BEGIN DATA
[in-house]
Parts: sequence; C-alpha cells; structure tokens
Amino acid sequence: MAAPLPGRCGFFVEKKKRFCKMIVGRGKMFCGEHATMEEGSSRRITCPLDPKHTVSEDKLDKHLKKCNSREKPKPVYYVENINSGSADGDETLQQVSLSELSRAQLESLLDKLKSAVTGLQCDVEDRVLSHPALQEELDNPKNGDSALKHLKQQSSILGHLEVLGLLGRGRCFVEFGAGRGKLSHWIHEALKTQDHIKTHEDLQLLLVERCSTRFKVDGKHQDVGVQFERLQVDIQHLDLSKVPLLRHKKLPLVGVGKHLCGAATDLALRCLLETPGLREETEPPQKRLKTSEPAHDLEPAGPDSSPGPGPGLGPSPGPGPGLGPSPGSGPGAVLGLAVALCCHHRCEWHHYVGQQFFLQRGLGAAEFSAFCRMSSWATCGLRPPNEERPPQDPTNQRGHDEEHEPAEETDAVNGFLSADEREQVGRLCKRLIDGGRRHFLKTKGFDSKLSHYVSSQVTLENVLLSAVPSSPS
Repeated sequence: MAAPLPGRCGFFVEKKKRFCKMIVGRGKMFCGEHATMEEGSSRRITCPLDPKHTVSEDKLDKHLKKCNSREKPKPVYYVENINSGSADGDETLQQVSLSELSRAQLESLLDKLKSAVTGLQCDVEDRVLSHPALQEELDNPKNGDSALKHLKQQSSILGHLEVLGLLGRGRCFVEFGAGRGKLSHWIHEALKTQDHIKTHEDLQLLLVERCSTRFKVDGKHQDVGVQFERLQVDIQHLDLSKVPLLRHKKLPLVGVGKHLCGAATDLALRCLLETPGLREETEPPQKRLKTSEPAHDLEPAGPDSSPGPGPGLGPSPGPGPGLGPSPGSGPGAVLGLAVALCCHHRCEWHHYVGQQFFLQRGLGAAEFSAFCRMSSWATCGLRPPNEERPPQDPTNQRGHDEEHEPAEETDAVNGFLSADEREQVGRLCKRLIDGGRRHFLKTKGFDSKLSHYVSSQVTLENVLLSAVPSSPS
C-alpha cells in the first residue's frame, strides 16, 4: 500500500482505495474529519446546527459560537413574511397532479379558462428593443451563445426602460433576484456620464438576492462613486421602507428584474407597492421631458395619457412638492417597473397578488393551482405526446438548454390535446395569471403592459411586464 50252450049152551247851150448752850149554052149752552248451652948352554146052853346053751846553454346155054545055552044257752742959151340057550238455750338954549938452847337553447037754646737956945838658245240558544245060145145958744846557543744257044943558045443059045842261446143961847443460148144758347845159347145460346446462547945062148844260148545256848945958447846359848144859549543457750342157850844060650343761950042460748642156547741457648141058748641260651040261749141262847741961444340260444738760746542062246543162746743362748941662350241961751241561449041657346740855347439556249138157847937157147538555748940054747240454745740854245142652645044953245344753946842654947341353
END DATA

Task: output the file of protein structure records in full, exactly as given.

[in-house]
Parts: sequence; C-alpha cells; structure tokens
Amino acid sequence: MAAPLPGRCGFFVEKKKRFCKMIVGRGKMFCGEHATMEEGSSRRITCPLDPKHTVSEDKLDKHLKKCNSREKPKPVYYVENINSGSADGDETLQQVSLSELSRAQLESLLDKLKSAVTGLQCDVEDRVLSHPALQEELDNPKNGDSALKHLKQQSSILGHLEVLGLLGRGRCFVEFGAGRGKLSHWIHEALKTQDHIKTHEDLQLLLVERCSTRFKVDGKHQDVGVQFERLQVDIQHLDLSKVPLLRHKKLPLVGVGKHLCGAATDLALRCLLETPGLREETEPPQKRLKTSEPAHDLEPAGPDSSPGPGPGLGPSPGPGPGLGPSPGSGPGAVLGLAVALCCHHRCEWHHYVGQQFFLQRGLGAAEFSAFCRMSSWATCGLRPPNEERPPQDPTNQRGHDEEHEPAEETDAVNGFLSADEREQVGRLCKRLIDGGRRHFLKTKGFDSKLSHYVSSQVTLENVLLSAVPSSPS
Repeated sequence: MAAPLPGRCGFFVEKKKRFCKMIVGRGKMFCGEHATMEEGSSRRITCPLDPKHTVSEDKLDKHLKKCNSREKPKPVYYVENINSGSADGDETLQQVSLSELSRAQLESLLDKLKSAVTGLQCDVEDRVLSHPALQEELDNPKNGDSALKHLKQQSSILGHLEVLGLLGRGRCFVEFGAGRGKLSHWIHEALKTQDHIKTHEDLQLLLVERCSTRFKVDGKHQDVGVQFERLQVDIQHLDLSKVPLLRHKKLPLVGVGKHLCGAATDLALRCLLETPGLREETEPPQKRLKTSEPAHDLEPAGPDSSPGPGPGLGPSPGPGPGLGPSPGSGPGAVLGLAVALCCHHRCEWHHYVGQQFFLQRGLGAAEFSAFCRMSSWATCGLRPPNEERPPQDPTNQRGHDEEHEPAEETDAVNGFLSADEREQVGRLCKRLIDGGRRHFLKTKGFDSKLSHYVSSQVTLENVLLSAVPSSPS
C-alpha cells in the first residue's frame, strides 16, 4: 500500500482505495474529519446546527459560537413574511397532479379558462428593443451563445426602460433576484456620464438576492462613486421602507428584474407597492421631458395619457412638492417597473397578488393551482405526446438548454390535446395569471403592459411586464 50252450049152551247851150448752850149554052149752552248451652948352554146052853346053751846553454346155054545055552044257752742959151340057550238455750338954549938452847337553447037754646737956945838658245240558544245060145145958744846557543744257044943558045443059045842261446143961847443460148144758347845159347145460346446462547945062148844260148545256848945958447846359848144859549543457750342157850844060650343761950042460748642156547741457648141058748641260651040261749141262847741961444340260444738760746542062246543162746743362748941662350241961751241561449041657346740855347439556249138157847937157147538555748940054747240454745740854245142652645044953245344753946842654947341353